We kite Obama Beach for three consecutive days, milking the wind until sunset. On our last evening, the guards at the military roadblock motion for me to pull over as we’re leaving the cay. They’ve caught some fresh snapper and want us to stay for dinner. Their ghastly barracks are windowless and dank, a concrete cocoon in astonishing disrepair. But they’re in good spirits, having played baseball all afternoon, and now the Yankees are here for a ?sh fry.
The next day we attempt to reach Cayo Cruz, which is the shape of a string bean and boasts a continuous 13-mile swath of white sand. But there’s a guard station blocking access to the causeway that leads there. The four soldiers manning the gate have spiffy uniforms and polished combat boots. One carries a sidearm. Compared to our buddies at Obama Beach, these guys are downright hostile. Red Bull bribery fails. “No tourists on Cayo Cruz,” barks the guy with the gun. Hempel tries to negotiate, but he’s not interested in the arsenal of wholesome treats she packed along, including edible seaweed, goji berries, macadamia nuts, sprouted grains and hemp seeds. (Hempel wants to open a health center and spa that features a menu of raw-food snacks.) Then, one of the soldiers decides to inform us there is a tourist of?ce 10 miles back where we can get a permit to visit the cay with a guide. “Ooh, the beach is so bonita [pretty],” gushes a woman named Zuremy who is in charge of issuing permits to Cayo Cruz. “You must go see it.” Only a hurricane wrecked the causeway, she adds. There is a boat, only it could take a day or two to arrange. Alas, Cayo Cruz is added to the growing list of potentially epic kite spots we have to abort because of logistical snafus.
Cayo Sabinal, the southernmost island in a string of cays that form the Jardines del Rey (Gardens of the King), is next on our itinerary. The entire cay is a wildlife preserve, home to more than 150 bird species, wild pig and deer. A dirt road passes through two military checkpoints and a park entry station before traversing a tidal lagoon where we watch thousands of pink ?amingos pluck shell?sh from the marsh. Ernest Hemingway, who angled for marlin and barracuda nearby, often described the rich ecosystem in his writings. In November 1942, the novelist organized an expedition to hunt for Nazi U-boats in the byzantine cays and reefs along the north coast, including Cayo Sabinal. Armed with machine guns, grenades and a bazooka, Hemingway and a crew of ?ve spent a total of seven months at sea aboard his 40-foot ?shing boat, Pilar. They hoped to lure U-boats to the surface for long enough that the U.S. Navy, which had patrols in the region, could blast them with depth charges. While Hemingway never found any enemy subs, the Germans were always close and on several occasions sunk American freighters as they passed within a few miles of Cuba’s coast.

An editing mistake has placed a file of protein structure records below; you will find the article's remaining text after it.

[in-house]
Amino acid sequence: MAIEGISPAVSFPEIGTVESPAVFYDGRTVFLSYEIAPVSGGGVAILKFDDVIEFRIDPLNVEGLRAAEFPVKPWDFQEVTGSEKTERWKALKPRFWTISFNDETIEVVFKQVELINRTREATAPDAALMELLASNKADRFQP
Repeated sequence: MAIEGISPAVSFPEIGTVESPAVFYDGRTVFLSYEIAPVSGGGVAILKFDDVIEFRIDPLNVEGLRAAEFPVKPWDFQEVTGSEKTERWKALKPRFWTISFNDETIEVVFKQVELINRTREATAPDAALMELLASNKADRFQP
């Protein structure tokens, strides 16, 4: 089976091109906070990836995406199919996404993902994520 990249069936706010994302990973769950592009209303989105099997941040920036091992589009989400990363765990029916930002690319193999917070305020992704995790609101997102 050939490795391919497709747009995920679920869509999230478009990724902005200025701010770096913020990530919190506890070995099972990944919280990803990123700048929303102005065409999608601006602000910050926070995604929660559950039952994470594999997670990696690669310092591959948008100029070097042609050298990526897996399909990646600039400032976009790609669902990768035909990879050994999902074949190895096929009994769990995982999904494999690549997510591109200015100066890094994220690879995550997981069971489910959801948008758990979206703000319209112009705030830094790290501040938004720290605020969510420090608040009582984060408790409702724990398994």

I kite Cayo Sabinal for two hours, riding upwind and downwind from our launch to survey the coast. The shoreline is utterly desolate, at least 30 miles of palm-fringed emptiness. Now I know why Nazis sought to hide in these cays. You could stash an armada here. Our tour sampled less than a third of the island. We’re already planning another trip to survey the coast farther east, where satellites show sublime black-sand beaches and countless kitable surf breaks. In the meantime, I’m not worried about spoiling what could be the most popular kiting destination in the world—there’s simply too much real estate to explore. It would take a half-million riders before Cuba would feel overcrowded, and even then you could spend a week kiting at one of the many off-the-grid spots and the only footprints on the beach would be yours.
Copyright © Michael Behar. All Rights Reserved.